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Kill Your Brand, Fight Transparency

by Matthijs. Average Reading Time: about 4 minutes.

Op ViralBlog.com schrijf ik over social media. Het niveau ligt hier hoog en de artikelen hebben diepgang. Graag wil ik deze artikelen ook met jullie op mijn eigen blog delen. De teksten laat ik eerst even Engels. Als jij als lezer vind dat dit niet hoort op mijn blog en de teksten echt veel liever in het Nederlands ziet, geef dat dan even aan in de comments. Bij genoeg animo zal ik de artikelen vertalen. :-)

Kill Your (Personal) Brand, Fight Transparency (ViralBlog pagina)

What if you do something wrong? People will write about it. People will spread the word. Why? Because they can. Because it became so easy with today’s technology. Reaching out to your peers with a question, statement or opinion isn’t about effort and time anymore.

It’s about the content of the message. Is it worth spreading? Will my friends like to hear it? A Belgium minister learned about this side of social media in a very hard lesson.

The truth about it is, that people will talk about your brand or personality if they think you did something wrong. Why wouldn’t they? Maybe they’ll help out other people making a decision. Only if you bind people to your brand, they won’t be / or will be talking less with bad mouths about you or your brand.

People tend to blog more and more about daily life and daily happenings. In this example, a Belgium student blogged about her life and happenings as a foreign student in the States. She’s earning some extra money by working in a bar. She recognized a customer as Pieter de Crem, the Minister of Defense from here home country, being totally drunk, embarrassing himself / his fellow travelers and acting the way drunk people act. To make it even a bit worse, one of the polician’s advisors admitted to her that the meetings which brought them to New York got canceled but they decided to come to New York anyway despite being aware of the cancellation.

When you go wrong, people will talk
The minister found out about the blog and someone from De Crem’s office called the establisment in which the girl was working. Her boss wasn’t totally happy with this “mouthy” blogging of his employee and decided to fire her. De Crem denied the fact of the phonecall at first but stated later that there actually was a phonecall with the boss of the girl.

The Belgium media got a grip on these events because of the blog. The incident didn’t only affect his personal brand, but also woke up some sleeping dogs in the Parliament. The story made it in to the world. First bloggers from Belgium picked up the story. It became an interesting case. “Girl gets fired because of blogging” was a headline that got read by many eyes. Pieter de Crem had to defend hisself in his parliament and stated the following (Dutch):

English translation of the statement:

I want to take this opportunity and use this non-event to signal a dangerous phenomenon in our society. We live in a time where everybody is free to publish whatever he or she wants on blogs at will without taking any responsibility. This exceeds mud-slinging. Together with you, other Parliament members and the government I find that it’s nearly impossible to defend yourself against this. Everyone of you is a potential victim. I would like to ask you to take a moment and think about this.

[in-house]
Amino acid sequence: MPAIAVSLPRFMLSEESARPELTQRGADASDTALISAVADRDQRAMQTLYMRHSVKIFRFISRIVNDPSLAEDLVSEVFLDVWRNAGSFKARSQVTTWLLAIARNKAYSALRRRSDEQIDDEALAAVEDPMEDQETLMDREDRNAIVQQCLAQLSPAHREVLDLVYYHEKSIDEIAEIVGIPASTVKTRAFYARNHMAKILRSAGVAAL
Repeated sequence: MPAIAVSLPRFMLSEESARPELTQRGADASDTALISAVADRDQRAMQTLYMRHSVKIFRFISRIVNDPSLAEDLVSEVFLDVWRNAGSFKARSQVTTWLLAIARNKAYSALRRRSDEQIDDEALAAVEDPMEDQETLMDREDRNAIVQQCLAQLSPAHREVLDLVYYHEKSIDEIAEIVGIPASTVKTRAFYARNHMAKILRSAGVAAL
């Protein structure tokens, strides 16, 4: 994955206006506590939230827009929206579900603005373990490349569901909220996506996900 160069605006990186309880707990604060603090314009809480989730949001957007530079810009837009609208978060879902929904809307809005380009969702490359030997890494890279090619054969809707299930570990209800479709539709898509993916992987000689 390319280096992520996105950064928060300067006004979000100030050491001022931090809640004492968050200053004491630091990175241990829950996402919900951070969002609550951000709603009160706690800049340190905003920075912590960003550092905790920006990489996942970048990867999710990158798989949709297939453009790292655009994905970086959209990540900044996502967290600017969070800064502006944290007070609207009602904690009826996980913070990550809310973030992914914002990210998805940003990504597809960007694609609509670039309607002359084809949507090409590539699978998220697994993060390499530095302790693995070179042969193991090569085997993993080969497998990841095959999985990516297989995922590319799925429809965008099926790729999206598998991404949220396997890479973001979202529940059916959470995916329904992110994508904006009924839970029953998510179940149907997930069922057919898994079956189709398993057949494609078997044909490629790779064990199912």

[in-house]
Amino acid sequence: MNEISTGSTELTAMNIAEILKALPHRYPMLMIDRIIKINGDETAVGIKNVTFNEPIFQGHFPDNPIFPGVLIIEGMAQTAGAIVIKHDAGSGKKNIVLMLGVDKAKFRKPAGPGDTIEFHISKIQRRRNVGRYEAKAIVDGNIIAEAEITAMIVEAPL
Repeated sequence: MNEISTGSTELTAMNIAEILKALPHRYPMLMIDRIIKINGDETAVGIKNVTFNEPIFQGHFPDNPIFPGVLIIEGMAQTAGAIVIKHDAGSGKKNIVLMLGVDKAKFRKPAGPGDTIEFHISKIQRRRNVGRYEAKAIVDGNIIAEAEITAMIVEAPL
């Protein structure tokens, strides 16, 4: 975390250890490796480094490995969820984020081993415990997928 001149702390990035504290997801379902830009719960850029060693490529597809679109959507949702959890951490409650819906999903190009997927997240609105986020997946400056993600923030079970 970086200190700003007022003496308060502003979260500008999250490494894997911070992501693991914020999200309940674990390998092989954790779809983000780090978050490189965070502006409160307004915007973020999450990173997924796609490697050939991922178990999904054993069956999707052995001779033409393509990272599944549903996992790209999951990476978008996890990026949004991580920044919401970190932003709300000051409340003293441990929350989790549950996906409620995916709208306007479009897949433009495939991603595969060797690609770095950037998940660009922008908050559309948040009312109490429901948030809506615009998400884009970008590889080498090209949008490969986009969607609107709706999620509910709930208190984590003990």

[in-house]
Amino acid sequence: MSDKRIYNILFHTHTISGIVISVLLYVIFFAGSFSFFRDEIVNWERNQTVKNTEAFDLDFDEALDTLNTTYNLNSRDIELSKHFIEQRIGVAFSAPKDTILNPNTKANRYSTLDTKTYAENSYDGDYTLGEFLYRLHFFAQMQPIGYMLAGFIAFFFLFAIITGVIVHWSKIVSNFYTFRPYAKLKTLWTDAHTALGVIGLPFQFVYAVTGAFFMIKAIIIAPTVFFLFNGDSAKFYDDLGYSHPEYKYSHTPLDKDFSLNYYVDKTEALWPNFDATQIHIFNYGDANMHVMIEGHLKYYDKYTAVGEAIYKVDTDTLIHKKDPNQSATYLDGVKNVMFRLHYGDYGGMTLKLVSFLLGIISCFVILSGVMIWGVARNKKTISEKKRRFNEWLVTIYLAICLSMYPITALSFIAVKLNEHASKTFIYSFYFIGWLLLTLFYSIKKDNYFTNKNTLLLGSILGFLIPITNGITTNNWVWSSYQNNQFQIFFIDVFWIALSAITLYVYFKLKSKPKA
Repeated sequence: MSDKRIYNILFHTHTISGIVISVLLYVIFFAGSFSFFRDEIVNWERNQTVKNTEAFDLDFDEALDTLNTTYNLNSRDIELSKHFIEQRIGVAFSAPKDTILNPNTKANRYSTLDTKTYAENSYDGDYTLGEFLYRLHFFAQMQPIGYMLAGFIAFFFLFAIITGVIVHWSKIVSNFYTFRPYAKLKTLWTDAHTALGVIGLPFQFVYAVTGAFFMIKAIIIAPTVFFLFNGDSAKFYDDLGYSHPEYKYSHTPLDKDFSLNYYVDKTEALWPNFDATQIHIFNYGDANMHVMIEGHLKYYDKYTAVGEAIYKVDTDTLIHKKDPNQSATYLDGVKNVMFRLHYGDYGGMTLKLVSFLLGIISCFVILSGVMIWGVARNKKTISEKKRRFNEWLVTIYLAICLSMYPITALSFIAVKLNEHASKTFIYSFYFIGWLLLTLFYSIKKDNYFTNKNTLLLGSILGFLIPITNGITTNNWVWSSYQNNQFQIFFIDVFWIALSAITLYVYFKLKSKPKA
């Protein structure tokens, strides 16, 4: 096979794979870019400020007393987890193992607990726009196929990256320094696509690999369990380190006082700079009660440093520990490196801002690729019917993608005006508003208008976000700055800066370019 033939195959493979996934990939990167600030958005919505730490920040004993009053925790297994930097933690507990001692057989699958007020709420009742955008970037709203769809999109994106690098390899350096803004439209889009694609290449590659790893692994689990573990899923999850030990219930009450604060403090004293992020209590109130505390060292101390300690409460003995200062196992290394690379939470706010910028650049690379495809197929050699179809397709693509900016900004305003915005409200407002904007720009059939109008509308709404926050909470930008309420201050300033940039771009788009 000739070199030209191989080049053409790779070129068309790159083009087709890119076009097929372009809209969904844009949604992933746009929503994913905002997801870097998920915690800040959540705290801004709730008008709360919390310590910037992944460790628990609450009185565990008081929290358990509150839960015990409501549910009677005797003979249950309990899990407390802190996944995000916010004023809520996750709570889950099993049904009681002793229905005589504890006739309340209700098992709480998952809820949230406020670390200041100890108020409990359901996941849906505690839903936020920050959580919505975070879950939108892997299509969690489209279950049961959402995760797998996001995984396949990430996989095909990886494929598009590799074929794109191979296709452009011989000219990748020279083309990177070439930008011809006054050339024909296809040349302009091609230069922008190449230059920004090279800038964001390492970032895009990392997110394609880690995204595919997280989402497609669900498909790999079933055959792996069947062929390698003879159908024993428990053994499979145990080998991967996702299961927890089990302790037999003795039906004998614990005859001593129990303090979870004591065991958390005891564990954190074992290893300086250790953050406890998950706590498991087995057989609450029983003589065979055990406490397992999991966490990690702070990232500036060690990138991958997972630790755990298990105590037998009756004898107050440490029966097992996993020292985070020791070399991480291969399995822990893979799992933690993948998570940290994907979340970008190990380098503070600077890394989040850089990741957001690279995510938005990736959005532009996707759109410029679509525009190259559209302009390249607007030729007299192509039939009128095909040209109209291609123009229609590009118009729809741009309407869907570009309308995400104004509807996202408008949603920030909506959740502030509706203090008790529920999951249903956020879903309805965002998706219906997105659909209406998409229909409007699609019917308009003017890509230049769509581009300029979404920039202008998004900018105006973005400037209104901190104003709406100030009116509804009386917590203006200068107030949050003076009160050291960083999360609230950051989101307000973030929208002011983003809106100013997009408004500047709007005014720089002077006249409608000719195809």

Say what? Bloggers are dangerous? The best way to make – powerful – people write about you and your bad behavior, is by offending them. Job well done. Compare these results of the mentioning of de Crem on Twitter versus McCain:

decrem_mccain

The Twitter search shows a huge amount of hits on de Crem and also Google is indexing the bad articles with a high value.

Learnings
What if this wasn’t about a minister but about your brand or your the brand of your client? Would you do the same thing? Call the boss of the blogger suggesting some kind of punishment would be suitable? I guess that’s not the most wise decision.

The occurred event wasn’t the damage maker. The response was. Everybody can act a bit different in particular situations, especially if alcohol is involved. It’s completely human. Everybody makes these kind of mistakes in public. Even important people. So what would have been a wiser decision for Pieter de Crem?

Transparency
The first thing that could have been done was being transparant about the situation. He’s telling the Parliament he still had appointments. Why isn’t he sharing this with the people outside the Parliament? People would be feeling more involved with the job of this particular minister – Do you know the minister of Foreign Affairs from Holland is Twittering most of his appointments? – if he’d just share his days in New York.

The second thing is doing just a little bit of research in the way news is being released and read by a huge population. Blogs are not something dangerous for politics. If he had done some research, he would find out that the best way to solve the issue was by listening to the people, being transparent and maybe even appoligize for the events that happened. Don’t just fear the things you don’t understand.

Remember the Motrin Case? They solved the issue by listening to their audience, adjusting to the situation and by doing this earning tremendous credibility.

(Sources: lvb.net, Nathalie Lubbebakker weblog, Techcrunch)

2 comments on ‘Kill Your Brand, Fight Transparency’
  1. Good point, good story. Minor detail: Maxime Verhagen is Foreign Affairs, not Defense.

  2. Matthijs says:

    You’re totally right! Changed it in the articles. Thnx!

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